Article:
The Gibney Cocktail was created by BAR 1661 in Dublin, Ireland. Comprised of Redbreast 12, rum, pineapple, black cardamom, aromatized wine, and oloroso, you’ll find this cocktail delightfully spicy with some woodsy Irish whiskey notes to balance.
While the original recipe wasn’t disclosed, the ingredients were experimented with a proportioned until a fairly balanced version was discovered. Feel free to play around and let me know in the comments what you discover!
Cardamom is one of the most intriguing and versatile spices out there, with two distinct varieties might be familiar with: green cardamom and black cardamom. Although they share a name, these two spices have quite different flavor profiles and culinary applications.
Green cardamom, also known as true cardamom, comes from the Elettaria cardamomum plant. It’s prized for its delicate, sweet, and floral notes, with a hint of eucalyptus. Green cardamom shines in both sweet and savory dishes. It’s a key ingredient in traditional Indian sweets like kheer and gulab jamun, as well as a staple in spice blends such as garam masala and curry powders. In Scandinavian cuisine, green cardamom lends its unique aroma to cardamom buns and other baked goods. And let’s not forget its starring role in chai tea, where it imparts a lovely warmth and complexity.
And then there is black cardamom. This spice comes from a different plant, Amomum subulatum, and boasts a bolder, more robust character. Its smoky, earthy, and somewhat camphor-like flavor comes from a unique drying process that involves open flames. Black cardamom is mostly used in savory dishes, particularly in Indian, Chinese, and Vietnamese cuisines. You’ll find it in hearty meat and rice dishes, where it adds depth and a touch of smokiness. It’s also a component of some masala chai blends, contributing an extra layer of warmth and intensity.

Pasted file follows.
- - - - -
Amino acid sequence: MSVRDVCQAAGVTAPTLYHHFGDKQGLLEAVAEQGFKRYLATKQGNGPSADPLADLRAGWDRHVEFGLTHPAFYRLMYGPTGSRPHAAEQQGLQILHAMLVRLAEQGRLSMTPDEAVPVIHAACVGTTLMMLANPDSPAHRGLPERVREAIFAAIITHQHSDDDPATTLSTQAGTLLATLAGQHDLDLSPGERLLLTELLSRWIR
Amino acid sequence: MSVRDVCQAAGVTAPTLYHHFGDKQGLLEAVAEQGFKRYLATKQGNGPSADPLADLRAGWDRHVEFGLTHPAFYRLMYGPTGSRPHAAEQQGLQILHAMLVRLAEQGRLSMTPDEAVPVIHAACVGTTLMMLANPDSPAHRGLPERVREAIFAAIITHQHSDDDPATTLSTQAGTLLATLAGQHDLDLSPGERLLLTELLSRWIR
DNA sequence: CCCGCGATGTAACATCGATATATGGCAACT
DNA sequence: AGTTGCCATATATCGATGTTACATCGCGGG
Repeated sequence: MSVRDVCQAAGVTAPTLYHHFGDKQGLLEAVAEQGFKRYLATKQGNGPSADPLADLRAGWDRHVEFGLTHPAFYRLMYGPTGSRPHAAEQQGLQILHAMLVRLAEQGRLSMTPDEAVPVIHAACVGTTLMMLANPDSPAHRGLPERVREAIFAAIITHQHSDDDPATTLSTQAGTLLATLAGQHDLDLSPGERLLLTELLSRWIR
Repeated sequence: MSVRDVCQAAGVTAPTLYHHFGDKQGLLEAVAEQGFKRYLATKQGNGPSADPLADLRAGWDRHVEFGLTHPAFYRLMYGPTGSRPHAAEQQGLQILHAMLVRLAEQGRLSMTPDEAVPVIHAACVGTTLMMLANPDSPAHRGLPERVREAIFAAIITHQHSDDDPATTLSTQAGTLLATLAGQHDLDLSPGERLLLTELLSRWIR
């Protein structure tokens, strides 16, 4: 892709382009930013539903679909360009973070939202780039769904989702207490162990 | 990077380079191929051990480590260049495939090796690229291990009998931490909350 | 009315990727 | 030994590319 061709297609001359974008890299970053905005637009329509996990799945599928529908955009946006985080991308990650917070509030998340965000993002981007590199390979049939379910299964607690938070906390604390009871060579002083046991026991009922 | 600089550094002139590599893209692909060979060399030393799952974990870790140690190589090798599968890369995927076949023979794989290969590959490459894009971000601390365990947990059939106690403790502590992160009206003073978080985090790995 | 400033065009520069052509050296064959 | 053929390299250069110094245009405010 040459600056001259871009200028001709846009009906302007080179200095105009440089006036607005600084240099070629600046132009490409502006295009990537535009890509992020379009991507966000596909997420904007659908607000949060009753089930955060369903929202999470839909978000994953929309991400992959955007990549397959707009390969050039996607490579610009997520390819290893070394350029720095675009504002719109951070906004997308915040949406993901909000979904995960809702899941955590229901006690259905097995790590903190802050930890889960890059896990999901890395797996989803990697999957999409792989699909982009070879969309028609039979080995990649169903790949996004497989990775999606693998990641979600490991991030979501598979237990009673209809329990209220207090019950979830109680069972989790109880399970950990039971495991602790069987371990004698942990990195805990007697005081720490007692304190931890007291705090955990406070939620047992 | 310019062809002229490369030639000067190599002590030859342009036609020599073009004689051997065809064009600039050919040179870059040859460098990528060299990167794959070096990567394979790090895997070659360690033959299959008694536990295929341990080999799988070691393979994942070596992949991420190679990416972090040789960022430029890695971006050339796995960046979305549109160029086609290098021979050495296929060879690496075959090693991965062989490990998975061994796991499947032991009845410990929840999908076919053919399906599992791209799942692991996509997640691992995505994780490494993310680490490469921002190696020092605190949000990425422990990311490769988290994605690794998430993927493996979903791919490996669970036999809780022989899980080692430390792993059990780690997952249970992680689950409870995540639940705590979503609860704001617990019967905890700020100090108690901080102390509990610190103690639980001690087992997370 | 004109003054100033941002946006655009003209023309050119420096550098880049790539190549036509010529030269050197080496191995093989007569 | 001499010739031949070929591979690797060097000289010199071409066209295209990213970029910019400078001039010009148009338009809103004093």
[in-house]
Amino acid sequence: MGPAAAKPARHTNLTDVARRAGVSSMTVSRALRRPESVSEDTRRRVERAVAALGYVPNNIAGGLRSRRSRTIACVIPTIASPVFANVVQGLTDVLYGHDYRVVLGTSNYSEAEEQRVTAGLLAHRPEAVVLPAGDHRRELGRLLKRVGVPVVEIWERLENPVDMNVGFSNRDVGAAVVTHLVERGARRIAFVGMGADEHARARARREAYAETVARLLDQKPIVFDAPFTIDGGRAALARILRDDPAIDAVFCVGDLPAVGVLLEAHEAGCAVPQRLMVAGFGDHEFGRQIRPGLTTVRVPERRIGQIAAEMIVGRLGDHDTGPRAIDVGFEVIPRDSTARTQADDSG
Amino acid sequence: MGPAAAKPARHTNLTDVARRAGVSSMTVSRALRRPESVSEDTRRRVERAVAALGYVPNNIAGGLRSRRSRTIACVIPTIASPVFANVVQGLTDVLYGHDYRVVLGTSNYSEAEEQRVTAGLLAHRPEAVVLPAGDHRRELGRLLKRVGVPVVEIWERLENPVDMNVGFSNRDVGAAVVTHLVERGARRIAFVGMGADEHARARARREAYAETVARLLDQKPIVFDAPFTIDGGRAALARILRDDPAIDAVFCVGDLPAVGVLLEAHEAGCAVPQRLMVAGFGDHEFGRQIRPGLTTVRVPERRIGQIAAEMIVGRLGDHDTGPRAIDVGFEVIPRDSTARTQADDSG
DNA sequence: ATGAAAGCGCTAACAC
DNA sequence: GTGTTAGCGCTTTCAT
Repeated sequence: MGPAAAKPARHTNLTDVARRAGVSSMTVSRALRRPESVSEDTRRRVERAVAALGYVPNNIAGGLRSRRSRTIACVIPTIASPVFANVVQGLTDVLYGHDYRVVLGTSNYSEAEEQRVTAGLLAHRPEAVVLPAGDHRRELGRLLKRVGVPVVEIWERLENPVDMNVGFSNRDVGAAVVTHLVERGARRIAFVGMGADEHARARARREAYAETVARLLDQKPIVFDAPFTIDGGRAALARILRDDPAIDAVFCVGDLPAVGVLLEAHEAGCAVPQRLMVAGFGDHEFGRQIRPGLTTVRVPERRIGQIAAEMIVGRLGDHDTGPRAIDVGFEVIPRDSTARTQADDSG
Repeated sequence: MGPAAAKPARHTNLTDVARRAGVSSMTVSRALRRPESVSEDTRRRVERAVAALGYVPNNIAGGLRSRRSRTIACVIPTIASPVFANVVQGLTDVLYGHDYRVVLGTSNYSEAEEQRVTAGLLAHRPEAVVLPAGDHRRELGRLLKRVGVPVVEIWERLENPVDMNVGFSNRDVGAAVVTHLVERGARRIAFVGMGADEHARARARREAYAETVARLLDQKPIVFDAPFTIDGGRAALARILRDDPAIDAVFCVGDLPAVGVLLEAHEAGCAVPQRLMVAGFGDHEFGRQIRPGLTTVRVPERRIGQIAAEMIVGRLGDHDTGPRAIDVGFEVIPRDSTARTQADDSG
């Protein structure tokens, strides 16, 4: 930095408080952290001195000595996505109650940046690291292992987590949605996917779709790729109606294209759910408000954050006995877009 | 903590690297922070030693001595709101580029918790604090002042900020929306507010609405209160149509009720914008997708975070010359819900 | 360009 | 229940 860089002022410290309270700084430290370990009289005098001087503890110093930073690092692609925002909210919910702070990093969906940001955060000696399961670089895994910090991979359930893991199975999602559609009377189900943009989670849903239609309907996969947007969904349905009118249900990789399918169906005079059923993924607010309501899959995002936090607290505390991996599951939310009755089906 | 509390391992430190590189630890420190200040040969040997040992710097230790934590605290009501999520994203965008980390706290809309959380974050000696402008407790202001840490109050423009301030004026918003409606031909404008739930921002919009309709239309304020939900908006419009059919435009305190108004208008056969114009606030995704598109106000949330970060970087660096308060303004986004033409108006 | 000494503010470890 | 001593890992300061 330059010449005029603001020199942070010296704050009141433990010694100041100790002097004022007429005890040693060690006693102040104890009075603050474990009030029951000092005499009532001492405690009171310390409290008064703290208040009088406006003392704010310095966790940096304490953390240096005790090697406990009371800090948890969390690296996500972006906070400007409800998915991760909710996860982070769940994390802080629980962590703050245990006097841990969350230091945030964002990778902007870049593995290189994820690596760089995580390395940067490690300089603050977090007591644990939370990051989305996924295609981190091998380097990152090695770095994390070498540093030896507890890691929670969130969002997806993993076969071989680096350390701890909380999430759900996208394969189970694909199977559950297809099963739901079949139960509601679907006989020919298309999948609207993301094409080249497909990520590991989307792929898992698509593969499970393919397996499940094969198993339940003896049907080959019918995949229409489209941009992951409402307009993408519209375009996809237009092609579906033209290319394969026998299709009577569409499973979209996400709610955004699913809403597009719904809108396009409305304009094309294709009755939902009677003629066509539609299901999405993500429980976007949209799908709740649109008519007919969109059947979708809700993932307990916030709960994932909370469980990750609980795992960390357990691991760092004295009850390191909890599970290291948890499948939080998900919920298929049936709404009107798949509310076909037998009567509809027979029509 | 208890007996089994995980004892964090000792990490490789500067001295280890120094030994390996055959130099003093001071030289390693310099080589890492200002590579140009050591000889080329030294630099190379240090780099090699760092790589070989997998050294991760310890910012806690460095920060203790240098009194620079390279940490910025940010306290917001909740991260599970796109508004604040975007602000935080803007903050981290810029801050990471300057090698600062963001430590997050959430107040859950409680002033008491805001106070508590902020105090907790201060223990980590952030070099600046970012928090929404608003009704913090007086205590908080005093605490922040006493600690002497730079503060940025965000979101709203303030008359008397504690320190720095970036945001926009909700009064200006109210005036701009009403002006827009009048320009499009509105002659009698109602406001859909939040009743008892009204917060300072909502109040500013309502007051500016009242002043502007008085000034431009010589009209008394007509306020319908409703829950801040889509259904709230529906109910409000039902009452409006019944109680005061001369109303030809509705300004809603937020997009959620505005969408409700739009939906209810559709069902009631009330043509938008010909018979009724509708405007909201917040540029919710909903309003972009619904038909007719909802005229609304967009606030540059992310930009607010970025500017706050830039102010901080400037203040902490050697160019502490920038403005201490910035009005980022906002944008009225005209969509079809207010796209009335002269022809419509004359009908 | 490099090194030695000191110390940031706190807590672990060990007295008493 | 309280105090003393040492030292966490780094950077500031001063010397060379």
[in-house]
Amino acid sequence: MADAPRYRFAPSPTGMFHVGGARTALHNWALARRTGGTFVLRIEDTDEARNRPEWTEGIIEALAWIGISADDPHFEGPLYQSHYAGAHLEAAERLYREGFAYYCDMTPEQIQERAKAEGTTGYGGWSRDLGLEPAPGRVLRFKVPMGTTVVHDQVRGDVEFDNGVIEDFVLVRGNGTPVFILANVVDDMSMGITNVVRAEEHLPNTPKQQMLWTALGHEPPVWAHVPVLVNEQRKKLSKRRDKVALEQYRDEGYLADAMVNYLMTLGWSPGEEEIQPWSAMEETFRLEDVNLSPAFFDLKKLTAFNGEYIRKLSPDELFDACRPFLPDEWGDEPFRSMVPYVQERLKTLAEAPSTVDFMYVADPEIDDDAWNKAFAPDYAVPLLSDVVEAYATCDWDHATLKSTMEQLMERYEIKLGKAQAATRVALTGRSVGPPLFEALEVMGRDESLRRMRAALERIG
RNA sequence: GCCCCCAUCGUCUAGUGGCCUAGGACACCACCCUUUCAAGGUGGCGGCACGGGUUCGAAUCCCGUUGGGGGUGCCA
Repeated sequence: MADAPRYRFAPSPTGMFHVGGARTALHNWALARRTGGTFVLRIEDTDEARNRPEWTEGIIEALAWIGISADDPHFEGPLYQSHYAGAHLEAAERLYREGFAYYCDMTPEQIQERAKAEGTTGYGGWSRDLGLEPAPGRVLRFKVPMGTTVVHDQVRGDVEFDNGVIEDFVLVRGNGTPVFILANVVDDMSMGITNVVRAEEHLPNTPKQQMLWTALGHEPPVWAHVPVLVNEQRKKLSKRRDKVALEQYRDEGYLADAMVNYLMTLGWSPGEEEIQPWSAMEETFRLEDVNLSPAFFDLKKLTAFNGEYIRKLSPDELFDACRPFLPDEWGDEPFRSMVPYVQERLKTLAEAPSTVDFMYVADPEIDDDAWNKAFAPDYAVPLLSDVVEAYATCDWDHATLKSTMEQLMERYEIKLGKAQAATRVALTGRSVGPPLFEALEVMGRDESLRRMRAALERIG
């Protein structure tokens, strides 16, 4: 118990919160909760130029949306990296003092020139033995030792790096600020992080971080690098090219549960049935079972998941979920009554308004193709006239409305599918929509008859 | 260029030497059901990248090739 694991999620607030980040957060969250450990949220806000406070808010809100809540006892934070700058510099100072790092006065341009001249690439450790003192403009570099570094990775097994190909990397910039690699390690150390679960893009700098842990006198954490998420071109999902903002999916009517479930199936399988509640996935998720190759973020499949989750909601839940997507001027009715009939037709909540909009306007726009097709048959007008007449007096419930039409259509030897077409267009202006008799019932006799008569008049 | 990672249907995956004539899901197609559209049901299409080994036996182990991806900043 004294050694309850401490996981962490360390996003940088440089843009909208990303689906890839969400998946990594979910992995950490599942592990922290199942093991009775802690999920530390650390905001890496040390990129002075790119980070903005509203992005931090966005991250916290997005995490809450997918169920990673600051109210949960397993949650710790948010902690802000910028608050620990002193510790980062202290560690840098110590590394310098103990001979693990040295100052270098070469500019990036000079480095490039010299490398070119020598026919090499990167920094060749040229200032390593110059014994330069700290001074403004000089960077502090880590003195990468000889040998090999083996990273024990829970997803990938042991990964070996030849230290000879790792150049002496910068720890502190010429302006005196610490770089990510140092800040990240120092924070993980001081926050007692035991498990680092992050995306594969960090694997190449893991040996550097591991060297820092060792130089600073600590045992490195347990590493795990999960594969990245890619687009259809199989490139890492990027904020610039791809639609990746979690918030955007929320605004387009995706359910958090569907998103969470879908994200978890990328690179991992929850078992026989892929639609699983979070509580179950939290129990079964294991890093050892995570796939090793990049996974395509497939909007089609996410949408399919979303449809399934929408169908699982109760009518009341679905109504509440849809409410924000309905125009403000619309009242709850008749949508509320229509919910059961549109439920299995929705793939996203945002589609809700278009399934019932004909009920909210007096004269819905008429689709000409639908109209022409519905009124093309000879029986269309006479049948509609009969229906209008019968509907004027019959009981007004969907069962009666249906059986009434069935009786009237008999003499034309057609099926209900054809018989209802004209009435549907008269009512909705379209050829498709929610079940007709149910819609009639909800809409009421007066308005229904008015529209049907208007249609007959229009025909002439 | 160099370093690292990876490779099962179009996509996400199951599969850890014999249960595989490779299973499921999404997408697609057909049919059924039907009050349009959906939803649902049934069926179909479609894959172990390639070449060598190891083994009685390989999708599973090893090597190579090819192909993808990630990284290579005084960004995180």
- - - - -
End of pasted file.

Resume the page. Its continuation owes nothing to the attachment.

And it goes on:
While both cardamom varieties have their unique characteristics, they’re not typically interchangeable in recipes. Green cardamom’s subtle, fragrant notes might be lost in a dish calling for the more assertive black cardamom, and vice versa.
This cocktail was part of a research project to discover craft cocktails based around Irish Whiskey, made in some of the nicest bars in Ireland and Northern Ireland, and recreated in the United States. I wanted to get away from the usual lineup you find here and try some Irish culture in celebration of St Patrick’s Day.
I found Navy Strength rum to provide a really nice balance. I had trouble sourcing a decent aromatized wine and tried this re decadence chocolatier to play off the Redbreast and Black Cardamom. You may need to do your own experimentation based on product availability.
Table of Contents
- 2 oz Redbreast 12 Irish Whiskey
- 1/2 oz Rum Navy Strength preferred
- 1/4 oz Aromatised Wine
- 1/2 oz Oloroso
- 1 pinch Black Cardamom Lightly toasted and freshly ground
- Remove seeds from cardamom pods and lightly toast in a saute pan. Grind with a mortar and pestle until seeds are finely ground.
- Add all ingredients into a shaker filled with ice and shake vigorously.
- Strain into a Grande style wine glass, or brandy sniffer, and serve.
From recipes using locally sourced ingredients and terroir-centric cooking, craft cocktails, to the latest in tech and home DIY projects, Michael yearns to share his learned and found knowledge of the world.